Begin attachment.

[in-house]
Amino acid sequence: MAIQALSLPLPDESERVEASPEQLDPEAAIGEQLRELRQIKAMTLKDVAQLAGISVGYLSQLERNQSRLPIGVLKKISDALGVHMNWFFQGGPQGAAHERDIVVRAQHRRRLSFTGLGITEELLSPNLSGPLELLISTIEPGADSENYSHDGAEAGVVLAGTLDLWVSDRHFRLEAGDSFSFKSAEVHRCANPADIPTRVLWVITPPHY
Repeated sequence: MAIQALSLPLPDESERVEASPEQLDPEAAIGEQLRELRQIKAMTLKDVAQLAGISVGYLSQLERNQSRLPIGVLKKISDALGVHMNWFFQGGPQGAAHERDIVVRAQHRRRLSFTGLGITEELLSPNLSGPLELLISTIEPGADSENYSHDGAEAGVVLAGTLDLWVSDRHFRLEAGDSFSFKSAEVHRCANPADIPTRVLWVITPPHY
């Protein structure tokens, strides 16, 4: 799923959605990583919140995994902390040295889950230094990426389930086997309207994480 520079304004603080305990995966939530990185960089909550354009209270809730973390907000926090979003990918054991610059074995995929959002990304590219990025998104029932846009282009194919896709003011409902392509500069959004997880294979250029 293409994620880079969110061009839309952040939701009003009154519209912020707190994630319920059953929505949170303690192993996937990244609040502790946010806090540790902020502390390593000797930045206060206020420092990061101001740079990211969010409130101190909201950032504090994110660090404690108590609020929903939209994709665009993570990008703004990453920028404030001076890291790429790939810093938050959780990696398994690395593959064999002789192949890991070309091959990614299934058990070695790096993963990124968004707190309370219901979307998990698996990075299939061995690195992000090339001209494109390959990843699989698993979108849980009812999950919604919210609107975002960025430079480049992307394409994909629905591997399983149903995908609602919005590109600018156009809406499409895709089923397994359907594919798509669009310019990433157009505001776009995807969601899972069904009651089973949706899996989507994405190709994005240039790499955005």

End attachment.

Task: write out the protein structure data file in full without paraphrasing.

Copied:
[in-house]
Amino acid sequence: MAIQALSLPLPDESERVEASPEQLDPEAAIGEQLRELRQIKAMTLKDVAQLAGISVGYLSQLERNQSRLPIGVLKKISDALGVHMNWFFQGGPQGAAHERDIVVRAQHRRRLSFTGLGITEELLSPNLSGPLELLISTIEPGADSENYSHDGAEAGVVLAGTLDLWVSDRHFRLEAGDSFSFKSAEVHRCANPADIPTRVLWVITPPHY
Repeated sequence: MAIQALSLPLPDESERVEASPEQLDPEAAIGEQLRELRQIKAMTLKDVAQLAGISVGYLSQLERNQSRLPIGVLKKISDALGVHMNWFFQGGPQGAAHERDIVVRAQHRRRLSFTGLGITEELLSPNLSGPLELLISTIEPGADSENYSHDGAEAGVVLAGTLDLWVSDRHFRLEAGDSFSFKSAEVHRCANPADIPTRVLWVITPPHY
């Protein structure tokens, strides 16, 4: 799923959605990583919140995994902390040295889950230094990426389930086997309207994480 520079304004603080305990995966939530990185960089909550354009209270809730973390907000926090979003990918054991610059074995995929959002990304590219990025998104029932846009282009194919896709003011409902392509500069959004997880294979250029 293409994620880079969110061009839309952040939701009003009154519209912020707190994630319920059953929505949170303690192993996937990244609040502790946010806090540790902020502390390593000797930045206060206020420092990061101001740079990211969010409130101190909201950032504090994110660090404690108590609020929903939209994709665009993570990008703004990453920028404030001076890291790429790939810093938050959780990696398994690395593959064999002789192949890991070309091959990614299934058990070695790096993963990124968004707190309370219901979307998990698996990075299939061995690195992000090339001209494109390959990843699989698993979108849980009812999950919604919210609107975002960025430079480049992307394409994909629905591997399983149903995908609602919005590109600018156009809406499409895709089923397994359907594919798509669009310019990433157009505001776009995807969601899972069904009651089973949706899996989507994405190709994005240039790499955005």